Treatment.

Any RDT-positive cases were treated by the health facility physician in accordance with the Malagasy Ministry of Health guidelines.22 Irrespective of the specific RDT bands, any positive cases were treated with an age-adjusted dose of artesunate/amodiaquine (AS-AQ). Radical cure for P. vivax was not available. In the absence of AS-AQ supplies, physicians reported prescribing quinine as an alternative.

In vitro cultivation of P. falciparum strain 3D7.

The parasite strain was cultured in RPMI 1640 (Corning cellgro, Manassas, VA), supplemented with 200 mM L-glutamine, 200 mM hypoxanthine, 50 mg/mL gentamicin sulfate, and 10% AlbuMAX, under conditions described previously.11

Statistical analysis.

All data manipulations and analyses were performed in Microsoft Excel. A two-sample (or unpaired) t-test was performed to test whether the mean P. falciparum parasitemia in samples that were positive only for the PfHRP2 band (RDT 101) was different from that in those that were positive for both the PfHRP2 and pan-pLDH test bands (RDT 111). P < 0.05 was considered significant.

RESULTS

Malaria infection diagnostics.

Full diagnostic results were available from a total of 963 patients seeking care for suspected malaria infection at the study health centers between September 2015 and July 2016. Of these, 461 individuals (47.9%) were RDT positive (101, N = 78; 110, N = 11; 111, N = 372) and 502 were RDT negative. Overall, 452 (46.9%) were microscopy positive (P. falciparum–only infections = 440, P. vivax–only infections = 12) and 511 were microscopy negative. Parasitemia ranged from 120 to 975,990 parasites/μL for P. falciparum–only infections and from 334 to 249,661 parasites/μL for P. vivax–only infections. No P. malariae, P. ovale, and mixed-species infections were detected by microscopy. A full comparison of the RDT results with the microscopy results is presented in Table 1. These results were highly concordant (98.9%) and, together, indicate the predominance of P. falciparum mono-infections. Even among the RDTs positive for both the PfHRP2 and pLDH test bands, 98.6% were from samples that were microscopy positive for P. falciparum–only infections.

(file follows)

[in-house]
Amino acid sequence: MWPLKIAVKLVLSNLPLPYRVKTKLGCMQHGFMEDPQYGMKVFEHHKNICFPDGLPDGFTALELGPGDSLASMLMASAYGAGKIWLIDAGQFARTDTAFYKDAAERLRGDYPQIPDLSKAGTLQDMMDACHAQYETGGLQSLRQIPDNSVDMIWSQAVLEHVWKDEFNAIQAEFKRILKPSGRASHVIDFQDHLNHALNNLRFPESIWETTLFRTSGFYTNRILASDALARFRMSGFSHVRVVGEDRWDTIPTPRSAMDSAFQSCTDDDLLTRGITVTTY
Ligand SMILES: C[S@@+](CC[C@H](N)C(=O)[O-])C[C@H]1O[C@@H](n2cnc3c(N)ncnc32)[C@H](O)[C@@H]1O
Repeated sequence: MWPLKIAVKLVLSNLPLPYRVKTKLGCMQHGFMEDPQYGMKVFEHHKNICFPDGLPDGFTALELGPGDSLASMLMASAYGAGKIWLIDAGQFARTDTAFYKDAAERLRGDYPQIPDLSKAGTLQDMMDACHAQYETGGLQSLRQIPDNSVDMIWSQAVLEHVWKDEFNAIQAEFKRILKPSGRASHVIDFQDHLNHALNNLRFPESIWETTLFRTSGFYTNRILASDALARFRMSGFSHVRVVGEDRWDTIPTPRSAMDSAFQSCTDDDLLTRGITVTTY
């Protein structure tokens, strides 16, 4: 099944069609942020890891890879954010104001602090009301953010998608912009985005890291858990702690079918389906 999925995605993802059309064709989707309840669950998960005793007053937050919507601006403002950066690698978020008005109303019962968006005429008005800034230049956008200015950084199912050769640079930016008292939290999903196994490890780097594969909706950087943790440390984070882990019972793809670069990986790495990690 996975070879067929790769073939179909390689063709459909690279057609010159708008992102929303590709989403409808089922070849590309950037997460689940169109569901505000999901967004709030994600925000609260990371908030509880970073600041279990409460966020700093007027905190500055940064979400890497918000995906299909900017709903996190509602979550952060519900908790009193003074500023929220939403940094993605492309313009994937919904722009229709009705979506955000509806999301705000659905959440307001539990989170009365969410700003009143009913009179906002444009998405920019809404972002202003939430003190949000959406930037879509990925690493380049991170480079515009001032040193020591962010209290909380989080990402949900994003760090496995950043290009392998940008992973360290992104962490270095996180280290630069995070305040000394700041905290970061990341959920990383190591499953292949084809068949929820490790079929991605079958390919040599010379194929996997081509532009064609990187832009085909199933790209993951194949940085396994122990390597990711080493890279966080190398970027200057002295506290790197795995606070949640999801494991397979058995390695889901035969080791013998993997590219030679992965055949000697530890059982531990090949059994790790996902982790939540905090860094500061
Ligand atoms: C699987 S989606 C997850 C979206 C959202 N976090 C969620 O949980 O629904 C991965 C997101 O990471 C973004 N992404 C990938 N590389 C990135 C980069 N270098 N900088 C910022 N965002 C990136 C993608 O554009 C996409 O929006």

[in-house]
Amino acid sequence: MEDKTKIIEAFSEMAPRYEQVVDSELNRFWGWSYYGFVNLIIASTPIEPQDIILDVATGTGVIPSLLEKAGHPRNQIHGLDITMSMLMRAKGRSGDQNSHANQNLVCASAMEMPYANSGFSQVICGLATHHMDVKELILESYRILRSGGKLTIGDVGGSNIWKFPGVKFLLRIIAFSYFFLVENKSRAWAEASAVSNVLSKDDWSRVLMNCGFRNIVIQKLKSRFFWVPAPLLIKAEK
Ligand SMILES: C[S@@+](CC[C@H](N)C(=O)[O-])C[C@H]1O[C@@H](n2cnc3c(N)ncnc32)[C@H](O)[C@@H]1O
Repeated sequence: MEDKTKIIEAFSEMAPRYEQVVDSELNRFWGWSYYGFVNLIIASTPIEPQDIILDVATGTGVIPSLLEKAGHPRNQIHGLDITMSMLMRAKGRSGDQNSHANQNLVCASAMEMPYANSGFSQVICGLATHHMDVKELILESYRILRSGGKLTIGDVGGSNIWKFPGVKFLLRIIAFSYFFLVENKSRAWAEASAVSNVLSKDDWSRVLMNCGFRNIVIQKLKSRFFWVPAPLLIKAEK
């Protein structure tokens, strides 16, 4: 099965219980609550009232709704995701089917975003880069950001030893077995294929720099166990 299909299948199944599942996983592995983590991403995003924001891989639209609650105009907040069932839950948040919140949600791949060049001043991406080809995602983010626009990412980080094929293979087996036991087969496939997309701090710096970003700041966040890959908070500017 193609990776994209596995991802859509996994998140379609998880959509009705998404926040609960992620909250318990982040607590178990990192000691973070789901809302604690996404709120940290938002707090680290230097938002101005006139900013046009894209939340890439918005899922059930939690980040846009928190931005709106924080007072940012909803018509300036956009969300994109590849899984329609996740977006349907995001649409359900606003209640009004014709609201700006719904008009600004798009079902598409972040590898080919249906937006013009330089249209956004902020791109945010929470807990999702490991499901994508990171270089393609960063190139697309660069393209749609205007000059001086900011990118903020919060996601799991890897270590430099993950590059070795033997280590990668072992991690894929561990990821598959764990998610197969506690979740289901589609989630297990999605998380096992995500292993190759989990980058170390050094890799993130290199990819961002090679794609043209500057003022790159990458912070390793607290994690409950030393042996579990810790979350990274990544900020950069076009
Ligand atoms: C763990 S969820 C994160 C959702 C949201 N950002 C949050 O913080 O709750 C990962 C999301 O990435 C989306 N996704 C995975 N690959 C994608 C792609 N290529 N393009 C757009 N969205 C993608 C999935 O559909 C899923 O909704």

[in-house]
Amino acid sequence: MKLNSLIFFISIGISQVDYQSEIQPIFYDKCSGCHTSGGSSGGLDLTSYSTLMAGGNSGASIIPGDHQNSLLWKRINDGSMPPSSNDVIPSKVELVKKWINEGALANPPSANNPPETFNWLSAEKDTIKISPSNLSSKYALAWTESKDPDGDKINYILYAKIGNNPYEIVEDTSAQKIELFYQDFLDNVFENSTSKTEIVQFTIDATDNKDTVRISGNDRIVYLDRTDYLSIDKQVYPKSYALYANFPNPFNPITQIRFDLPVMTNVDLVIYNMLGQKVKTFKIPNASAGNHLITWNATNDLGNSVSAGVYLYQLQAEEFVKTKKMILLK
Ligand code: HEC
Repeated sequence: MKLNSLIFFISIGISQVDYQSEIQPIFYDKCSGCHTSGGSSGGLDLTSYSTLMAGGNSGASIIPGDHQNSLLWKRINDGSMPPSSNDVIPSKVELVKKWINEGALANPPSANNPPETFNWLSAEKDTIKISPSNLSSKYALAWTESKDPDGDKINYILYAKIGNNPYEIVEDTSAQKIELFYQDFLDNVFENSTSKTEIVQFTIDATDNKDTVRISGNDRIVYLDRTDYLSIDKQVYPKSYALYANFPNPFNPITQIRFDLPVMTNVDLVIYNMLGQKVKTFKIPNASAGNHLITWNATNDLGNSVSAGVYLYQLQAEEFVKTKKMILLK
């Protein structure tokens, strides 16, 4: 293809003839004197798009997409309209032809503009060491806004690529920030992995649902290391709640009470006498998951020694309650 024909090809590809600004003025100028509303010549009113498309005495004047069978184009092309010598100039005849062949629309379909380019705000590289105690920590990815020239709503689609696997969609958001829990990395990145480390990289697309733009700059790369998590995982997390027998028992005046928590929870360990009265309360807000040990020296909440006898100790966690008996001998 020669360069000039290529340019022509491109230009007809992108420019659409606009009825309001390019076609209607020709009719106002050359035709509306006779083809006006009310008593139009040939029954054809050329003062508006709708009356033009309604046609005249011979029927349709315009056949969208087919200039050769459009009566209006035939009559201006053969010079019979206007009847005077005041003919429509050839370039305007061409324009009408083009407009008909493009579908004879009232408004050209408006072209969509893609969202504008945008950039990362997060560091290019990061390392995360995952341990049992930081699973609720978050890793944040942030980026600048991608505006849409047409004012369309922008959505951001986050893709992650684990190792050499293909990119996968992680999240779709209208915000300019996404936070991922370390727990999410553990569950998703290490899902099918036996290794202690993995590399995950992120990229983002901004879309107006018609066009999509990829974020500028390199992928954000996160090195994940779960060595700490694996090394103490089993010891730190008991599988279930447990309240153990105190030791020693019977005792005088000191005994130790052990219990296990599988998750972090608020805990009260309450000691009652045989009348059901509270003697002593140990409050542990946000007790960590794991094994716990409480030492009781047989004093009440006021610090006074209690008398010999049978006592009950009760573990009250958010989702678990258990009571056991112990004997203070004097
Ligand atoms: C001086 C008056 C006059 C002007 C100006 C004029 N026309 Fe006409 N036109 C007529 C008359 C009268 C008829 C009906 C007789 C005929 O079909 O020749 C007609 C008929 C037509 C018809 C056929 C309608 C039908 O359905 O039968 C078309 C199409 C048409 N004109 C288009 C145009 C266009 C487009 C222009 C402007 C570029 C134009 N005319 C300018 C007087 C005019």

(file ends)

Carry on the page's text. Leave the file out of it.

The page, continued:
Table 1

Comparison of RDT and microscopy

Microscopy positive
RDT StatusPlasmodium falciparum positivePlasmodium vivax positiveMicroscopy negativeTotal
101720678
110011011
11136714372
10010501502
Total44012511963

RDT = rapid diagnostic test. RDT status codes, as described in Materials and Methods (Malaria infection diagnostics).

Overall, 559 samples (58%) were Plasmodium species PCR positive and 404 samples were Plasmodium species PCR negative. Plasmodium species determination by LDR-FMA revealed that a total of 526 samples were positive for P. falciparum, 40 for P. vivax, 12 for P. malariae, and eight samples were positive for P. ovale infections. The distribution of single- and mixed-species infections was as follows: P. falciparum–only infections = 504, non–P. falciparum single-species infections = 31 (majority, P. vivax = 27), and mixed-species infections = 24 (majority, P. falciparumP. vivax = 13) (Table 2). Comparison of these results with the microscopy results indicates that 16.3% of P. falciparum, 70% of P. vivax, 100% of P. malariae, and 100% of P. ovale infections were submicroscopic (SMI). Further comparison of these results with the RDT results is presented in Table 2. This analysis also shows that 15.9% of P. falciparum–only, 74.2% of non–P. falciparum single-species, and 37.5% of mixed-species infections were not detected by RDTs.

Table 2

Comparison of RDT and PCR/ligase detection reaction-fluorescent microsphere assay

RDT StatusPCR+
Plasmodium falciparum positivePlasmodium vivax positivePlasmodium malariae positivePlasmodium ovale positiveMixedPCR−Total